Lecture Schedule

This programme will be presented by way of weekly formal lectures and/or tutorial discussion classes where applicable presented by the lecturer/module coordinator and a team of guest lecturers. Except under specific circumstances and by prior arrangement, attendance is compulsory at every lecture.

  • 2 Lectures per week of 2 hours per lecture.
  • All lectures are scheduled after office hours between 17:00 and 20:00.

 

Venue

All lectures will be presented in the Law Faculty Building (the Ou Hoofgebou) of Stellenbosch University.

 

Assessment

Each constituent module of this programme will follow a bespoke assessment strategy based on a combination of assessment measures selected from the standard assessment policy, chosen as the most effective and appropriate means of evaluating student progress and achievement in that particular module depending on the nature of the module content, practical requirements of the field of law and teaching methodology.

All modules will be assessed by means of (any combination of the following):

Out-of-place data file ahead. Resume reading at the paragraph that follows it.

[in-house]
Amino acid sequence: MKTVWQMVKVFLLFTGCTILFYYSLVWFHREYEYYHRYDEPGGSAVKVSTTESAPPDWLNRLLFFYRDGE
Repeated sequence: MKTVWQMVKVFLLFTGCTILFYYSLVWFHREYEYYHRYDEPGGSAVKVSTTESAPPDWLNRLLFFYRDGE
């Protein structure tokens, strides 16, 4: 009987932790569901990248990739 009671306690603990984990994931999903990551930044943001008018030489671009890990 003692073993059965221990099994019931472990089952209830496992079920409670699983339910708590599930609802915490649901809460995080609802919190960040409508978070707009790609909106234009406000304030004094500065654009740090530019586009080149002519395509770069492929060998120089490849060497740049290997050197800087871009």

• A written formal mid-term test
  • A written open-book mid-term test
  • A prepared oral presentation
  • A formal oral test
  • A series of prepared written assignments / thought papers
  • A formal written research paper / essay assignment
  • A series of unannounced class tests

In addition, every student must pass a formal, written final examination paper for each module. The final examination may take the form of a prepared open-book formal examination of 4-8 hours, a take-home examination paper of 18-24 hours or an extended formal examination. All examinations may be conducted with the aid of a personal computer and delivered as typewritten scripts.

A final grade of 50% or higher (calculated as a combination of the examination mark and the other assessment grades) is required to complete the module. A passing grade (50%) for each module must be attained in order to graduate from this programme.

 

Structure

The programme consists of four taught modules (30 credits each) and a research component (the IP Law research paper) of 60 credits for a total of 180 credits. Students must complete all five modules in order to complete the programme.

 

Modules

Students must complete all 5 of the following modules:

 

COPYRIGHT LAW

 

About

The principles of South African Copyright Law with reference to legislation, case law and academic opinion. Related principles of international copyright protection, data protection, moral rights and the protection of indigenous knowledge. Close study of international treaties relating to Copyright.